“Barb and Star Go to Vista Del Mar” is one of the funniest and most gleefully absurd comedies I’ve seen in a long time. It is an instant comedy classic.
I want to keep things as vague as possible because part of the joy of the film is discovering it for yourself. Thankfully, for once, the film’s trailer doesn’t ruin the best jokes and surprises. If anything, the trailer under sells the movie.
Even revealing plot details beyond the most basic sketch — two eccentric middle-aged women (Kristen Wiig and Annie Mumolo) lose their jobs and use their severance package to go on vacation to a Florida resort — spoils the fun of the film’s more outlandish elements.
Wiig and Mumolo previously wrote “Bridesmaids” together, a comedy that deals with the shifting dynamics between two female friends when one gets married and moves on with her life, while the other remains single and stuck in a rut. It was a funny movie with outrageous moments, but nothing that couldn’t happen in the real world.
“Barb and Star Go to Vista Del Mar” is a different beast altogether. The film adds elements that make it clear that the film exists in an absurdist reality where anything can happen.
From the onset, “Barb and Star” is much sillier in than “Bridesmaids,” with Barb (Mumolo) and Star (Wiig) speaking in cartoonish mid-western accents with a very particular speech pattern (not dissimilar to Wiig’s Target lady from “Saturday Night Live”).
Barb and Star have a tendency of going on long, ridiculous tangents, including how, even though they have never met a Trish, they know that a person named Trish would be an amazing person.
The characters are dimwitted but endearingly so. It isn’t far off to describe them as middle-aged versions of Romy and Michele from “Romy and Michele’s High School Reunion.”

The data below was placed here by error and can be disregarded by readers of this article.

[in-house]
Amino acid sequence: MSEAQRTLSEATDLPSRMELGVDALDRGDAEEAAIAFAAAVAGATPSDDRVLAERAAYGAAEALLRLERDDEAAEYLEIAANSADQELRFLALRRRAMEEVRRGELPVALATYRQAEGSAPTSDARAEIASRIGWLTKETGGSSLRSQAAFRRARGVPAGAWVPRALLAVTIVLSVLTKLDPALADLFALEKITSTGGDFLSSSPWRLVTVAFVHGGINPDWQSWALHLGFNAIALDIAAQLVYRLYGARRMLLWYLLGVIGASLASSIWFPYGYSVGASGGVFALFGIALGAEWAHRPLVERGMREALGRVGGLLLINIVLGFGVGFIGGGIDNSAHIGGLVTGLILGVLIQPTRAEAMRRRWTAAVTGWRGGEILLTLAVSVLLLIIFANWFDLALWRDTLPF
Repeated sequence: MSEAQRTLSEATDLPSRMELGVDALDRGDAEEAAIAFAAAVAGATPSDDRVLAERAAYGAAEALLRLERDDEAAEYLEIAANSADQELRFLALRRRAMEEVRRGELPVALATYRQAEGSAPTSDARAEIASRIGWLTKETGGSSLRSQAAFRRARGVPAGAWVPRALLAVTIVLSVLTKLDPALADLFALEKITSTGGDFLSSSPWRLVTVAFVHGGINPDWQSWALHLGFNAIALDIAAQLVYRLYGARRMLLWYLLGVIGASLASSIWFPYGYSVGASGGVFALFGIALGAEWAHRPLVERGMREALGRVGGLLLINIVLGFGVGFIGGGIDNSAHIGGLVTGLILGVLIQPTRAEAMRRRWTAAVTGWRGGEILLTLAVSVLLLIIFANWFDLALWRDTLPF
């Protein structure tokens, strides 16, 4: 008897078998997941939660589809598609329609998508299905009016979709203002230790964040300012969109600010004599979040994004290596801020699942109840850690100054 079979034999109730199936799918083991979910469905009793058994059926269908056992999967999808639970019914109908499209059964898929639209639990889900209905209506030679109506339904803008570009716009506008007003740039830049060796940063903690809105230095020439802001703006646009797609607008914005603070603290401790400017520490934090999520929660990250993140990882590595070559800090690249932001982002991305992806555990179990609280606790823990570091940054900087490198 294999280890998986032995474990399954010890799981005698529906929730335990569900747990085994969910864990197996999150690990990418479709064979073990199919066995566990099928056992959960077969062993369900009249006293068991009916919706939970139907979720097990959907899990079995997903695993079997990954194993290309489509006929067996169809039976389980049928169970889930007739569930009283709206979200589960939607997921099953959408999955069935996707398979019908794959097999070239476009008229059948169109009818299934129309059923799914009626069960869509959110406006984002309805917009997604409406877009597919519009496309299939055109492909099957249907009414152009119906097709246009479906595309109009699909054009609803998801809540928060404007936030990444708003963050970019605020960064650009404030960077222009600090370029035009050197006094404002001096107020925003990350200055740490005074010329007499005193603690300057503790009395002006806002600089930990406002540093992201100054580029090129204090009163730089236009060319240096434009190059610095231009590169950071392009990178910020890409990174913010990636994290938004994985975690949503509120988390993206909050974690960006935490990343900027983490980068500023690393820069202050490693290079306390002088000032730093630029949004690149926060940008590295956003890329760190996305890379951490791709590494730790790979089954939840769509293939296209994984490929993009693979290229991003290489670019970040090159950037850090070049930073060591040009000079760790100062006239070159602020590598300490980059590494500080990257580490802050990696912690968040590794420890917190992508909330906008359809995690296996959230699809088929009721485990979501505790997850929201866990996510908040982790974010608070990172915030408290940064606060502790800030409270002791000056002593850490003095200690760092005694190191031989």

Wiig has appeared in several films in both lead and supporting roles where she has been funny, including “Bridesmaids,” but none of them have truly taken advantage of the quirkier, weirder comedic sensibilities she displayed on “SNL,” with characters like the Target lady, Gilly or Penelope. “Barb and Star” changes that.
The tone of “Barb and Star” is similar to the Zuckers/Abrahams films like “Airplane!” and “The Naked Gun,” but also has elements that recall “Austin Powers” and “Wayne’s World.”
Part of what makes the film work is, like “Wayne’s World,” it is directed by someone with a background in documentaries. Director Josh Greenbaum takes a direct approach to the material that doesn’t try for comedy but instead just allows it to come from the situations.
Barb and Star are amusing not because they are trying to be funny but because they are clearly defined characters being put in ridiculous situations. Wiig and Mumolo have an unforced chemistry together, and make characters that could become grating rather lovable.
Wiig also plays a second role that is equally funny and in a completely different comedic mode than Star.
The supporting cast includes Vanessa Bayer, Phyllis Smith, Fortune Feimster, Michael Hitchcock and Damon Wayans Jr. The biggest surprise in the cast is Jamie Dornan who gives a genuinely funny performance by playing it absolutely straight.
The production team, including production design by Steve Saklad, art direction by Rafael Mandujano, set design by Mariana Castañeda and costuming by Trayce Gigi Field, have created bright and creative designs full of bright pastel colors, and cinematographer Toby Oliver gives the film a sunny look.
For those that appreciate comedies that are on the sillier side, “Barb and Star” is pure comedy gold from beginning to end.
“Barb and Star Go to Vista Del Mar” is available for digital rental and purchase on Apple, Amazon and Vudu and is also available on blu-ray and DVD.